Grazing for Gliders Project

Julie Lightfoot
April 9, 2018

A rare gliding possum has become the catalyst to improve grazing practices in the Wet Tropics.

Landholders are working to better protect the endangered mahogany glider through a ‘Grazing for Gliders’ program that began last year and has led to both revegetation and holistic grazing initiatives in critical glider habitat.

Terrain NRM community partnerships officer Jacqui Richards said it was a “win-win” for the environment and graziers, with farmers developing projects unique to their properties following a series of workshops and farm visits covering everything from soil biology and planned rotational grazing to wildlife-friendly fencing.

The program is funded through a Targeted Threatened Species Project grant from the Australian Government and delivered by Terrain NRM with support from the Mahogany Glider Recovery Team.

Graziers Justine Douglas and Rusty Smith said living in mahogany glider-habitat had been a drawcard when they bought their Kennedy Valley property. The challenge now was to convert the old cane farm to grazing land while improving glider habitat and maintaining profitability.

“We began with glider-friendly fencing – changing the top wire from barbed to plain wire – and we’ve recently been planting hundreds of trees through the program which will become wildlife corridors and shade for cattle,’’ Justine said.

The trees, and new moveable electric fencing, are also allowing them to sub-divide the paddocks, as part of an improved stock rotation program to better manage the pastures, improve soil health and reduce both weed problems and herbicide usage.

Graziers David and Jean Bridgeman are also sub-dividing their paddocks with wildlife-friendly fences.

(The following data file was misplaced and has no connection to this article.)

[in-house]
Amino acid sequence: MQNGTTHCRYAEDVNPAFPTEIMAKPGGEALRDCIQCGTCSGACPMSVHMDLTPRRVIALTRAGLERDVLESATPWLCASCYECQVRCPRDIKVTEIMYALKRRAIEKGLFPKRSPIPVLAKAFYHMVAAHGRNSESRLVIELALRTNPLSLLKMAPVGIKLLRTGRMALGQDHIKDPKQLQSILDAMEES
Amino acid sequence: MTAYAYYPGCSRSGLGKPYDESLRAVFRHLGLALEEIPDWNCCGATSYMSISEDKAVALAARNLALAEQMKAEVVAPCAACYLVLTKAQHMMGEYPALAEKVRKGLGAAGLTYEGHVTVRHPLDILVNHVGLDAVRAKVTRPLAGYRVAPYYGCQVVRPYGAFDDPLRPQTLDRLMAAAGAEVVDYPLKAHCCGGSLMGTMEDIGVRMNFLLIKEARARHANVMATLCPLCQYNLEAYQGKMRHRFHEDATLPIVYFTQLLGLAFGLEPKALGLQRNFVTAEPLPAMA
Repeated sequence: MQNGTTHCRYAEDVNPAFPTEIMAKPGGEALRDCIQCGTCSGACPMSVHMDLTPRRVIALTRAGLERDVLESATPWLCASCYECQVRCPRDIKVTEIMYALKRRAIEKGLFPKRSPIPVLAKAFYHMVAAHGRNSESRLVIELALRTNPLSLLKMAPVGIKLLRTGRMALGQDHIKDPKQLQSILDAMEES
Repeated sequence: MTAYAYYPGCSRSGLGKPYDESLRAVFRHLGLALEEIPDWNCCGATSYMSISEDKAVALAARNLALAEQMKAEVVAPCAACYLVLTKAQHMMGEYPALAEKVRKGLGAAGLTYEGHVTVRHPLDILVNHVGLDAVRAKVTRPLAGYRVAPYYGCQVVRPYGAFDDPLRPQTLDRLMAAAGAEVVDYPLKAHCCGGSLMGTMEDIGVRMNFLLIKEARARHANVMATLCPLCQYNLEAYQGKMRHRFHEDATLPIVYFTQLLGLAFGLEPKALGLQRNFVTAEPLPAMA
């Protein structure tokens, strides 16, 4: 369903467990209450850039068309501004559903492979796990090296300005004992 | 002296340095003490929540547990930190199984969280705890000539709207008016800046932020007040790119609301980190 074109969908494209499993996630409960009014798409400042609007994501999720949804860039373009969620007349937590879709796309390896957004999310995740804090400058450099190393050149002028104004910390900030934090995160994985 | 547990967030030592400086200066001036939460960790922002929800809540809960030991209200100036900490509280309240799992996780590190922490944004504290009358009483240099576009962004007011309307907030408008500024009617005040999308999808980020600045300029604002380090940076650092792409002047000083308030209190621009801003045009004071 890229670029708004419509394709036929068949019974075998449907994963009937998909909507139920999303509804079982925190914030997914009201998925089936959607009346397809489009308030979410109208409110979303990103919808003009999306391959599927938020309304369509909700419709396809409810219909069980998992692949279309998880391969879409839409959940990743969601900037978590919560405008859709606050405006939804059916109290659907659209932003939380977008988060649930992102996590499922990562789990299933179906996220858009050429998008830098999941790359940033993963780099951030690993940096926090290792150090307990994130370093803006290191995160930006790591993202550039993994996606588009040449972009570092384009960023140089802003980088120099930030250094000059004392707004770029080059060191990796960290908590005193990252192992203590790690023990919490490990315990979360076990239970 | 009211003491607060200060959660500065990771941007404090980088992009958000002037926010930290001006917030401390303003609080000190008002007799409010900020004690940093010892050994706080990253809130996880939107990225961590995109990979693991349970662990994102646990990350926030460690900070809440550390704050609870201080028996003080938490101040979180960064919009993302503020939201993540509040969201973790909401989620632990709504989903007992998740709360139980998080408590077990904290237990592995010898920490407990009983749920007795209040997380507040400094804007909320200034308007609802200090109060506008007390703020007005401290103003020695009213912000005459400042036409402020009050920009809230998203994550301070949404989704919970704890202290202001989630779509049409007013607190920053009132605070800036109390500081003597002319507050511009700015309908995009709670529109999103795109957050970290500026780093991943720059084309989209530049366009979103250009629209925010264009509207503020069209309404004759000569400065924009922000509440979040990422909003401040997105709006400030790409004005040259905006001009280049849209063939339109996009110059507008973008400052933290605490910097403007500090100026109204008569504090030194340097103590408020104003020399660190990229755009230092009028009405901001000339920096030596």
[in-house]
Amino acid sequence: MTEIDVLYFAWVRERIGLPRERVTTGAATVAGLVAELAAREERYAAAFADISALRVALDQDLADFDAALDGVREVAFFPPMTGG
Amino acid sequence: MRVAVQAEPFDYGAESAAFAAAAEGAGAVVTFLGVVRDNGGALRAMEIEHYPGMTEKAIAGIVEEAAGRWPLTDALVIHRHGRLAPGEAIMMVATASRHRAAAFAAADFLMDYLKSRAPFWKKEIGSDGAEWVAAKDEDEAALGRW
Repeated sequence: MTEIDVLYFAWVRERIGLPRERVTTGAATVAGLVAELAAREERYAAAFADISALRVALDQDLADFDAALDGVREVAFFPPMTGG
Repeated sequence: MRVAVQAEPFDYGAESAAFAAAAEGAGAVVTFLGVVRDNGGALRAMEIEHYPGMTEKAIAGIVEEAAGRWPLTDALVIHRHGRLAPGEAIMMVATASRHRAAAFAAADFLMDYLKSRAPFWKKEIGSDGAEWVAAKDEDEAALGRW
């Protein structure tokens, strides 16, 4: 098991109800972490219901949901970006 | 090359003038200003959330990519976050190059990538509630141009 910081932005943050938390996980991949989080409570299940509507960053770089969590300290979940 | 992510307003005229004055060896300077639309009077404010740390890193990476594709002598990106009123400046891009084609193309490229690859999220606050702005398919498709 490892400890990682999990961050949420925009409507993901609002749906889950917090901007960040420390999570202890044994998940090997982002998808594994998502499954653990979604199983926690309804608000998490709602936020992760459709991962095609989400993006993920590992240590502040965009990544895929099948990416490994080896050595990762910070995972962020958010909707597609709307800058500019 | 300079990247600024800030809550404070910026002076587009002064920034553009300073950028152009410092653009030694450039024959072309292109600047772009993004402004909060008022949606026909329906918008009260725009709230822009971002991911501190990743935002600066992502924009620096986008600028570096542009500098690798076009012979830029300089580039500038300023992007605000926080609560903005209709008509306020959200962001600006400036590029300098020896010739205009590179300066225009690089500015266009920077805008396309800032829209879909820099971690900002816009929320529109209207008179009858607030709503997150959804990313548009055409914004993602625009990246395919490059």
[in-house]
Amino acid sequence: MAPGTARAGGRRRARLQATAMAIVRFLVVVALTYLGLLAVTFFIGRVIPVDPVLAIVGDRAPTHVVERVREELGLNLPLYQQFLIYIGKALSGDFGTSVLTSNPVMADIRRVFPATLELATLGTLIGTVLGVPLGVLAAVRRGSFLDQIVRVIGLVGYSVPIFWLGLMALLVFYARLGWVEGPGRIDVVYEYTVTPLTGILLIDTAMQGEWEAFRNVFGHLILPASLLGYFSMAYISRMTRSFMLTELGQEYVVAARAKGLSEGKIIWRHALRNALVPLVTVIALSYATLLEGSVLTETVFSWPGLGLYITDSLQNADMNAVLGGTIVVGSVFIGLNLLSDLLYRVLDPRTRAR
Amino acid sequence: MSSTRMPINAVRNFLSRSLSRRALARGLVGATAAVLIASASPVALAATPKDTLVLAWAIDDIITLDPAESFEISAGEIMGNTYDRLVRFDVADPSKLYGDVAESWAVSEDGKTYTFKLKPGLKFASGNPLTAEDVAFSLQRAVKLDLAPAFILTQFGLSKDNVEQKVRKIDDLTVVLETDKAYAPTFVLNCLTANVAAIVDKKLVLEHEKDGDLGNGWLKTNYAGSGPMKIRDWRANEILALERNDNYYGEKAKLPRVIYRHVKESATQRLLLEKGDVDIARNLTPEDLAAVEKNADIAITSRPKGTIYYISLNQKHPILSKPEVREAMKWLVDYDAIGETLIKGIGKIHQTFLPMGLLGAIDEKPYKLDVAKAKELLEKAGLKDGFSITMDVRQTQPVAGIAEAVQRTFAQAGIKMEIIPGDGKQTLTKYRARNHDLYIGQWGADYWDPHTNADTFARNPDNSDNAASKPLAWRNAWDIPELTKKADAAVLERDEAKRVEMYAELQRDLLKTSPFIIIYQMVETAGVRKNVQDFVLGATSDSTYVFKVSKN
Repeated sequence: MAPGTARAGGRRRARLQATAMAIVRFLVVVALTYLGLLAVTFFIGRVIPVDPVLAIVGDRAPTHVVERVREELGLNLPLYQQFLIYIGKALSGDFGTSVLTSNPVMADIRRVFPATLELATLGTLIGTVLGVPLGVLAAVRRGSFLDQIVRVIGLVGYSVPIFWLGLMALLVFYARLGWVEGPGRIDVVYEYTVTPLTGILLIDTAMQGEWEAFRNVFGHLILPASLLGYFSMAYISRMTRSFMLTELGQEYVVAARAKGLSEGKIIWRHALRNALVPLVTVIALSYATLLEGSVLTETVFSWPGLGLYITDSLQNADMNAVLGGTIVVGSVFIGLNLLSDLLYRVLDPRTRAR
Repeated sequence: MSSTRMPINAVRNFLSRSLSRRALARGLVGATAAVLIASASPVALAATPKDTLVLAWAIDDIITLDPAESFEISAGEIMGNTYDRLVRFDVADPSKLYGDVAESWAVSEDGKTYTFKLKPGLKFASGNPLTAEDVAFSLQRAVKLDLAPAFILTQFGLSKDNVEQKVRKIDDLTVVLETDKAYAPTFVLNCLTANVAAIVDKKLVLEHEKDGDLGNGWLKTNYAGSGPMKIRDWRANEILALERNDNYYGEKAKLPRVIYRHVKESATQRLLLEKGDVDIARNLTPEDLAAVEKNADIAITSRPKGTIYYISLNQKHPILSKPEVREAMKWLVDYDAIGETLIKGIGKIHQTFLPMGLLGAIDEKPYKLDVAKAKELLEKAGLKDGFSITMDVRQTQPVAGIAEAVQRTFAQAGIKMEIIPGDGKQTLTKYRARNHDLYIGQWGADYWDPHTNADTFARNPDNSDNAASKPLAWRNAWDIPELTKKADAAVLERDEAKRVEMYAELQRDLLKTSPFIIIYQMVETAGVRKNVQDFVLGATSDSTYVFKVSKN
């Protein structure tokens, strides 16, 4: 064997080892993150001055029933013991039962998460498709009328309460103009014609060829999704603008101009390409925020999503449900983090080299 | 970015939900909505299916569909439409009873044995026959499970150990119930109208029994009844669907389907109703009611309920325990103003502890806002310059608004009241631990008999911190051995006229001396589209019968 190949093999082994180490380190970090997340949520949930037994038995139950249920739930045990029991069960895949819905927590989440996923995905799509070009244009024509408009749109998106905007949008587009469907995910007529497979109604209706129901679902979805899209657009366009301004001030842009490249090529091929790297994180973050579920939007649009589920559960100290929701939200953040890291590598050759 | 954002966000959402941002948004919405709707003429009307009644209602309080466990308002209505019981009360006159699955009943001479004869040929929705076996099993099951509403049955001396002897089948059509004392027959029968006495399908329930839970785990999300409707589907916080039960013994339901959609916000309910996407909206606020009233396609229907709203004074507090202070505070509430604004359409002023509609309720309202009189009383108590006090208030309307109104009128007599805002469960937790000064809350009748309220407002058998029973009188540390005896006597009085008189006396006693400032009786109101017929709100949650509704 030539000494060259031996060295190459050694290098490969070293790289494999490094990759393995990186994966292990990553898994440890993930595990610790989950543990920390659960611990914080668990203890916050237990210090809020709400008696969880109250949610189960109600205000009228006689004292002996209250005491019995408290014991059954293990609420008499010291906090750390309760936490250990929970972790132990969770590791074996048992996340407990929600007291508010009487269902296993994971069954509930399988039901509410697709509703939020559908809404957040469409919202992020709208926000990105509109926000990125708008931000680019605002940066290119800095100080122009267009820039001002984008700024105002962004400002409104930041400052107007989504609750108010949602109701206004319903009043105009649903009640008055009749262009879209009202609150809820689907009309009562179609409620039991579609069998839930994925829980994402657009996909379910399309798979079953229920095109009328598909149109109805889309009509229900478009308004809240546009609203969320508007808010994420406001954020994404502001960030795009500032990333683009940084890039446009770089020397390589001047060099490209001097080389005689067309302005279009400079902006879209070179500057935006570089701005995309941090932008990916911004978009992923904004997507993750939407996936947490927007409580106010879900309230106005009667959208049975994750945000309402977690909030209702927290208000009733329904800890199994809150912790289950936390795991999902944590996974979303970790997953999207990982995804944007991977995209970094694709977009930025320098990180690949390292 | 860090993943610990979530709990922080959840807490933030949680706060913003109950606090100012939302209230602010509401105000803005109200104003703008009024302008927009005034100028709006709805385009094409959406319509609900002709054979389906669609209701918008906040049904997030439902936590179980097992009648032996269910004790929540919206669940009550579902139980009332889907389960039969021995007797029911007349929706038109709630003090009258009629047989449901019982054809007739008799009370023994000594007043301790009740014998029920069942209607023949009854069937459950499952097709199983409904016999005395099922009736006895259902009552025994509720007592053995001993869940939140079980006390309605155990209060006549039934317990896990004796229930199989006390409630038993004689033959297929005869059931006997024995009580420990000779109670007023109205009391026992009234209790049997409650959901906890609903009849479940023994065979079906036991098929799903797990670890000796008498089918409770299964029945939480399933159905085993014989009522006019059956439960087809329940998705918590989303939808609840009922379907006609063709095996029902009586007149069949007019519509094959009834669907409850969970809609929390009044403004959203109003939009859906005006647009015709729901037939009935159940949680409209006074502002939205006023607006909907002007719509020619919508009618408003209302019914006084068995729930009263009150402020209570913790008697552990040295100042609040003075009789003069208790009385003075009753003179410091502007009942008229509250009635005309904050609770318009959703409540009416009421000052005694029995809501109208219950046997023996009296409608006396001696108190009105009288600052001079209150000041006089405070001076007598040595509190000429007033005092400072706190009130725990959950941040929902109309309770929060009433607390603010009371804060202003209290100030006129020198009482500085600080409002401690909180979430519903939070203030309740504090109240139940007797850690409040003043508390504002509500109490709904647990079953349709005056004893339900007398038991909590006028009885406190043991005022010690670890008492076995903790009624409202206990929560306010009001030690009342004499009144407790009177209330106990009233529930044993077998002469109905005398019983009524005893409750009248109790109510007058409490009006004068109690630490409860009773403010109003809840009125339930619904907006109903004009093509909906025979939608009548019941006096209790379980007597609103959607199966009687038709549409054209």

“Most of ours will be split in half for planned rotational grazing,’’ David said. “With our Kennedy Valley farm’s flooding issues, focusing on grass structure and better resting paddocks is a good thing and it’s also good for the ecosystems that are part of the property.

“We won’t be flogging the land and there’ll be plenty for everybody – all the creatures.”

Terrain NRM’s Jacqui Richards said the ‘Grazing for Gliders’ program was helping graziers to run profitable businesses while protecting threatened species.

“Mahogany gliders and cattle are actually very compatible, as mahogany gliders rely on open grassy woodlands,” she said.

“Graziers have been to five workshops with Judi Earl and David Hardwick who are experts in holistic grazing, land and soil management.

“Based on their learnings from the workshops and objectives for their properties, landholders submitted funding proposals and received materials and support to make changes. These changes reduce threats to the mahogany glider and, in most instances, also improve the landholder’s ability to manage grazing pressures.

“On-ground works are happening now and the overall results include 3ha of wildlife corridor revegetation, 6km of wildlife-friendly fencing, 15ha of weed control, and improved grazing management practices for more than 50ha of mahogany glider habitat.”

Mahogany gliders are listed as endangered. They are only found in North Queensland where they live in a narrow and highly-fragmented band of lowland forest extending about 120km from Ollera Creek, north of Townsville, to the Hull River near Tully.

Justine Douglas said private landholders had an important role to play in their survival.

“Conservation efforts on our property are a good way to give something back to the community,’’ she said. “Private land is an integral part of the solution.”

The Mahogany Glider Recovery Team includes representatives from the Queensland Government, the Wildlife Protection Society of Queensland, Girringun Aboriginal Corporation, Powerlink, Hinchinbrook Shire Council, Cassowary Coast Regional Council, North Queensland Dry Tropics, Terrain NRM and community groups. It also includes researchers.